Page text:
Indonesia’s government has ordered producers to prioritise medical oxygen amid a Covid surge and a shortage of oxygen in a number of cities.
Hospitals say they have almost exhausted supplies, with one reporting that 63 patients died as a result of oxygen shortages.
Indonesia is recording more than 25,000 new cases every day.
Increased travel and the highly contagious Delta variant have exacerbated the crisis.
Indonesia has had the worst Covid outbreak in South East Asia, with about 2.3 million positive cases and more than 60,000 deaths so far.
However, experts warn that the overall numbers are potentially much higher because of severely inadequate testing outside the capital Jakarta.
A lockdown was announced on the country’s main island Java, as well as in the tourist island of Bali last week.
‘A war-like emergency’
On Monday, two hospitals in the city of Bandung announced that they had run out of oxygen, and had to reject new patients seeking emergency treatment.
Over the weekend, emergency services and intensive care units of public hospitals in the cities of Bandung, Surakarta, and Pamekasan said they were struggling with an influx of people seeking admission with some having to turn away patients.
Others have set up tents outside.
“It’s a war-like emergency,” a woman seeking treatment for her elderly mother told the BBC’s Indonesian service. Her mother had first been rejected at a hospital that had run out of beds, and was only able to get admitted to a makeshift tent at another one.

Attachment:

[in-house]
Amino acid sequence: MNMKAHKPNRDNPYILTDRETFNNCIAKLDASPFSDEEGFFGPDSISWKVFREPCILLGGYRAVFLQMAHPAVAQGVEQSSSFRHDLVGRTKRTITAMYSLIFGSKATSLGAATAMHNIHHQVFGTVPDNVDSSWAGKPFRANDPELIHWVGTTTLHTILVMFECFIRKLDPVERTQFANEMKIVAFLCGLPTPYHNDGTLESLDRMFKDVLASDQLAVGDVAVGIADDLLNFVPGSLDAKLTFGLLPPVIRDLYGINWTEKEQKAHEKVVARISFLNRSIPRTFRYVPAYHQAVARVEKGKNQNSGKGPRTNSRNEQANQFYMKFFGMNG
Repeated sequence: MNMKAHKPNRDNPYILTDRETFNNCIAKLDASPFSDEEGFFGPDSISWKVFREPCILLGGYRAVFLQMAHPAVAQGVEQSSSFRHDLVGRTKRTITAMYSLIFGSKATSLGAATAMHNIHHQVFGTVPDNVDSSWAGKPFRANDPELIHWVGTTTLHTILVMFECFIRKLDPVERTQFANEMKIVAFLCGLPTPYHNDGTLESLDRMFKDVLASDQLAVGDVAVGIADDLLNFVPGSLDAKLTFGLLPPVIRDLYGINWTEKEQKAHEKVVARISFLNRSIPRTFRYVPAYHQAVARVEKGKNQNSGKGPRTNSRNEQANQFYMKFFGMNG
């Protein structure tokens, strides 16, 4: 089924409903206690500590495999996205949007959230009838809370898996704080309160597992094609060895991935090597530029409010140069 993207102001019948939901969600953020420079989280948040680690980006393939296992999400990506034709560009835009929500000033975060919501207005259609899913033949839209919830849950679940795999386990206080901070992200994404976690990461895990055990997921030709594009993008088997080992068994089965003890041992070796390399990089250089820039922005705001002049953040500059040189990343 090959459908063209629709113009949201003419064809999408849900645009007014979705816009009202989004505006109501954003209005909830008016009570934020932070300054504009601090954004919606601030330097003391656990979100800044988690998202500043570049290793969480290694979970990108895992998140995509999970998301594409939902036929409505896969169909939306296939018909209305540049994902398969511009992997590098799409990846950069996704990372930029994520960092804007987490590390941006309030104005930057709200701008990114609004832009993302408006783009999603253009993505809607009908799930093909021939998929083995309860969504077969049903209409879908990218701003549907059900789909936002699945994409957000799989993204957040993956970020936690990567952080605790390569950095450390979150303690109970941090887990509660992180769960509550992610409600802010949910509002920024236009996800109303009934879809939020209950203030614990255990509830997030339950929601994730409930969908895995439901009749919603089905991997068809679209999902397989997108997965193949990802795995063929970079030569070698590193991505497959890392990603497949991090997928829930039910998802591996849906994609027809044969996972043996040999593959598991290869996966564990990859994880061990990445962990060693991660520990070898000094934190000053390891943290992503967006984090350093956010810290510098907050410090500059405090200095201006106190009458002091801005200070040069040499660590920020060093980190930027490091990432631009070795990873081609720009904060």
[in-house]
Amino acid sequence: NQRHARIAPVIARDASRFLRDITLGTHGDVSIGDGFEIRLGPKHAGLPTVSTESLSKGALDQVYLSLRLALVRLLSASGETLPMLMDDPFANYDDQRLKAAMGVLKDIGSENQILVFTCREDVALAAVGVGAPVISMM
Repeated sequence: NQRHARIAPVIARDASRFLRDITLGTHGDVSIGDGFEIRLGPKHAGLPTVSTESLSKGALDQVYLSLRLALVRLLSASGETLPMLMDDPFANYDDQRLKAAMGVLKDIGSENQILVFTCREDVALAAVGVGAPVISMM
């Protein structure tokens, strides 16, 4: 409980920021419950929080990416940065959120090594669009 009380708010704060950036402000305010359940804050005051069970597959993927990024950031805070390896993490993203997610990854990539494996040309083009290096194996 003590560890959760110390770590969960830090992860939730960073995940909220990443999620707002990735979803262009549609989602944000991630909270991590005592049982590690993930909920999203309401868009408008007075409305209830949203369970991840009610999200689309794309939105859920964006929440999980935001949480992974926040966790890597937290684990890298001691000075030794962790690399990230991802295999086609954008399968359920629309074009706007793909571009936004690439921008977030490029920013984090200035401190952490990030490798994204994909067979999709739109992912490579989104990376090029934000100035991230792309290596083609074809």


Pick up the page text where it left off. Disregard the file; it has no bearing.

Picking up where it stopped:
In the Regional General Hospital (RSUD) in Bandung, the emergency room was closed for Covid patients as of 2 July, with the lack of oxygen being one of the reasons.
“Four days ago, there was shortage of oxygen supply from distributors and vendors,” hospital head Mulyadi told the BBC at the weekend. “So four days ago, I tried to make the use of oxygen more efficient.”
He added that producers are struggling to meet the increased demand from hospitals.
“Every day a lot of people come, 10 to 15 Covid-19 patients, there are a lot of queues,” doctor Syaiful Hidayat at the Smart Pamekasan Hospital told the BBC.
The pulmonary specialist says they initially set up an emergency tent for Covid patients but were later forced to turn some patients away.
Health ministry official Siti Nadia Tarmizi said they had asked the gas industry to step up production of medical oxygen, and appealed to people not to hoard.
“We hope people don’t stock up on oxygen,” she said, adding that this would only worsen the shortage for others.
Her comments come as people have been trying to privately secure oxygen cylinders to treat patients at home.
New cylinders ands refills are hard to come by, and prices have doubled because of high demand.
‘The edge of a catastrophe’
In Jakarta, the daily number of funerals following Covid protocols jumped 10-fold since early May, the government said on Sunday.
There is also a high number of infections and deaths among the country’s medical frontline workers, despite most of them being vaccinated.
The country is mostly relying on the Chinese Sinovac jabs and experts are now considering giving a third dose to boost efficacy against the new Delta variant.
The International Federation of Red Cross and Red Crescent Societies said last week that the country was “teetering on the edge of a Covid-19 catastrophe”.
Meanwhile, starting Tuesday, Indonesia will change entry rules for foreign visitors, only allowing in fully vaccinated people who present a negative Covid test, the authorities said.
Incoming visitors will still have to spend eight days in quarantine upon arrival.